Title: High development cost and software piracy: a study of motives

Authors: Mehdi Sagheb-Tehrani; Arbi Ghazarian

Addresses: College of Business, Columbus State University, Room 431, 4225 University Ave., Columbus, GA 31907, USA ' Department of Engineering, College of Technology and Innovation, Arizona State University, 7171 E Sonoran Arroyo Mall, Mesa, AZ 85212, USA

Abstract: Every year, software piracy costs billions of dollars to organisations using software as well as those producing software. This has been intensified with the ever-increasing ease, speed, and ubiquity with which information - and software - in our hyper-connected world can be shared. This study investigates how computing students, as the future technologists and professionals, approach the piracy issue. We introduce a conceptual model for software piracy motives, derive a number of relevant hypotheses about these motives, and apply statistical tests to evaluate their validity. Among other findings, results from this study indicate that the high cost of software is a major motive for software piracy, but it cannot be directly addressed, as today's software engineering methods, in spite of all the advances made in the discipline over the past few decades, are still not efficient enough to produce software at a substantially lower cost. This suggest a need for, and we hope opens us a discussion on, new models of software and information ownership with less economic burden for individuals.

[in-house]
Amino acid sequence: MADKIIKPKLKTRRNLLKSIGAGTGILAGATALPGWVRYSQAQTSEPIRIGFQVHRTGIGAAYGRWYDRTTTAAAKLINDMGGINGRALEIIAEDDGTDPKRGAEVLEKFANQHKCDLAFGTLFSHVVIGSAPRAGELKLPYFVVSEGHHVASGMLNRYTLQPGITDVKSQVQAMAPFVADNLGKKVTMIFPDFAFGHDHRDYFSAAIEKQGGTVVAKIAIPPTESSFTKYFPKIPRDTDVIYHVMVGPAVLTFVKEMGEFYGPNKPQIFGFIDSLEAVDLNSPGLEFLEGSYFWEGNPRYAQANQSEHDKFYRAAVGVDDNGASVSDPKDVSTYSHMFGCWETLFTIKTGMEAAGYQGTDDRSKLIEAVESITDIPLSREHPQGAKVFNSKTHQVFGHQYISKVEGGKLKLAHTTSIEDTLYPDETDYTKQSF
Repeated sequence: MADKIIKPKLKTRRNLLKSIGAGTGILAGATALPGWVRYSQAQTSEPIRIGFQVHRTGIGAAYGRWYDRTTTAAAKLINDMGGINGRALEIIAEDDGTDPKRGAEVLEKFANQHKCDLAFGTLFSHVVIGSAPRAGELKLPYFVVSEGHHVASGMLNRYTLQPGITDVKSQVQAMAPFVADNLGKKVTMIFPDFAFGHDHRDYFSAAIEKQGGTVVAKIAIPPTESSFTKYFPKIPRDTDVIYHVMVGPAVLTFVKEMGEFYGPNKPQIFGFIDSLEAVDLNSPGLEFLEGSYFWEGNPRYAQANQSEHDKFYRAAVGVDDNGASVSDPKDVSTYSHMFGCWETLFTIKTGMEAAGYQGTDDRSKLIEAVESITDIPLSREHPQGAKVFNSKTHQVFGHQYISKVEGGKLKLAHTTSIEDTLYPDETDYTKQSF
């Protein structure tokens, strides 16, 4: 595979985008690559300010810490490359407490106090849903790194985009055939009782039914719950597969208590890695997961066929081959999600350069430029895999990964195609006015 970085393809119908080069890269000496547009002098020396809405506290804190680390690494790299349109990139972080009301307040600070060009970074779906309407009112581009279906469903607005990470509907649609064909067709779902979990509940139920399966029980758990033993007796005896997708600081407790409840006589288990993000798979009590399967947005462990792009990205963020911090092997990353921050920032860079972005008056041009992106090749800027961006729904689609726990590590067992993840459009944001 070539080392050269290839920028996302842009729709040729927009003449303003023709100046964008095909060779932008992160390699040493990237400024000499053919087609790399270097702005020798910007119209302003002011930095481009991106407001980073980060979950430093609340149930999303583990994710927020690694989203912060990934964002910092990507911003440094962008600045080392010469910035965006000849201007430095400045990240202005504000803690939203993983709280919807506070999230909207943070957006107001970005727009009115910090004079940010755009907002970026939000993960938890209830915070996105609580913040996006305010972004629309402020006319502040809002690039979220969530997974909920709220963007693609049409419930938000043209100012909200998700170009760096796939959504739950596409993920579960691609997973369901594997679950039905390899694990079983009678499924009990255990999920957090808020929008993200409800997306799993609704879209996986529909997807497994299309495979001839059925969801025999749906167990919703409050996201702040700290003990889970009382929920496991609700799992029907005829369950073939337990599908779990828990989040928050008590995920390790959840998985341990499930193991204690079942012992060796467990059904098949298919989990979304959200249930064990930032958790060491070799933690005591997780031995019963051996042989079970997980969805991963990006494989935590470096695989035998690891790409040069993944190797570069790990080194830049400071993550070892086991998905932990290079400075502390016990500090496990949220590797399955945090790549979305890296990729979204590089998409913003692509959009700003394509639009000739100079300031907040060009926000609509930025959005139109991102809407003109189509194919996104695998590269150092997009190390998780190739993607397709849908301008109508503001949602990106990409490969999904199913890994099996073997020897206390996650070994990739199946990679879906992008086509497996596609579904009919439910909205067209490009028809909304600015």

Keywords: software piracy; software development costs; piracy motives; motivation; computer information systems; CIS; end user piracy; client-server overuse; internet piracy; hard disk loading; software counterfeiting; conceptual modelling.

DOI: 10.1504/IJIPSI.2013.058231

International Journal of Information Privacy, Security and Integrity, 2013 Vol.1 No.4, pp.381 - 402

Published online: 19 Jul 2014 *

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